With these simple words Charles asked Robert -- or in more formal terms, a Postulant who had been approved formally and publicly petitioned the Superior of the Order -- to be admitted as a Novice.

It's a pretty impressive service. We approved it for use many years ago, but I had not seen it before. The elements are the request and response, reading of portions of the Rules, asking then if he is ready to enter the monastic life, asking those assembled if they will uphold him, the blessing of the habit, a hymn while he and the Novice Master (me) go to the sacristy and put it on him, then a blessing. There is a moment of drama at the end -- the new novice comes back into the Church with his hood up, walking in through the guest court. At the blessing the NM lowers his hood. Then the NM leads him to each of the brethren in turn and the Peace is exchanged. Br. Randy took some wonderful pictures that you can find here.

There's a lot tied up in such a moment, but chiefly Charles's own life leading to that point and the hopes of the Community for him. Charles is a deeply serious person with a clear commitment to give this a good strong try. The Community wants him to succeed.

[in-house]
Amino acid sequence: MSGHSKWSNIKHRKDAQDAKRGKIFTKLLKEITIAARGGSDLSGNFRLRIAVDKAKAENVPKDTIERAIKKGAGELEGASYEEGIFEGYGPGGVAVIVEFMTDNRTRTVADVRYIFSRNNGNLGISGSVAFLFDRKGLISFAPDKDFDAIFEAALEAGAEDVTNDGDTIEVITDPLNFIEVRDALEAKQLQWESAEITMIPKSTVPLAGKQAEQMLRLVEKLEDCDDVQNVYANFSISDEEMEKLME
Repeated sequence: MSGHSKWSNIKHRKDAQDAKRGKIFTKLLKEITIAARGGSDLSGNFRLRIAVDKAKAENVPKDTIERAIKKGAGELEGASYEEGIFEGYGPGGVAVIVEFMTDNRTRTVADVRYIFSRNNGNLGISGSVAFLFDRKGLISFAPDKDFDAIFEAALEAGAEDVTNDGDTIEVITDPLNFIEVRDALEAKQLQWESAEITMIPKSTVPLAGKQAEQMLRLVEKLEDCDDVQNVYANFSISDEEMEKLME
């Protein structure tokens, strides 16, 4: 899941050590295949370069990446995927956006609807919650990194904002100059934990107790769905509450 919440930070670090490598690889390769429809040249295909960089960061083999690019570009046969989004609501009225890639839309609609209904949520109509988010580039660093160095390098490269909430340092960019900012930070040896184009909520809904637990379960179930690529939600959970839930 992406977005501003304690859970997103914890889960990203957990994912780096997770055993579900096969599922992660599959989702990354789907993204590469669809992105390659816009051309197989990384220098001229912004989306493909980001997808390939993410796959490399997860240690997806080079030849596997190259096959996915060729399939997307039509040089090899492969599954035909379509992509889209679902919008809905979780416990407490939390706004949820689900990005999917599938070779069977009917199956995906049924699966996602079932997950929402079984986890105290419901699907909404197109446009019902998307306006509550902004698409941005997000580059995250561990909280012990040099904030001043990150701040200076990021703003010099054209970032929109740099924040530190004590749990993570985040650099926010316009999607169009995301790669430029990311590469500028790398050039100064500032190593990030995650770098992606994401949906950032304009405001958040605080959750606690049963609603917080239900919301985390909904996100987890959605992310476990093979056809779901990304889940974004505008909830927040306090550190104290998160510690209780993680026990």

Each one of us in OHC, indeed, every monk at some point, has gone through this rite, with the essentials the same even if the words are a little different. When I was clothed, in March of 1974, I believe at least 3 of the original class of 10 had dropped out, so there were 7 of us. We weren't formally Benedictine at that point, though we were talking about it even then. The habit was different -- a white tunic with a black girdle knotted on the side and hanging to about eight inches from the floor, a hoodless scapular and a pellice -- a strange garment, a sort of short cape with no opening at the front that came not quite to the waist, a triangular point in the back, and the hood. The Benedictine habit is much simpler. I really don't remember what went through my mind at that point. For me the big moment was becoming a postulant six months before, on Sept. 5, 1973, and that is the day I count as my entrance into monastic life, even if it is not the official date, because it is the day I started to live the monastic life.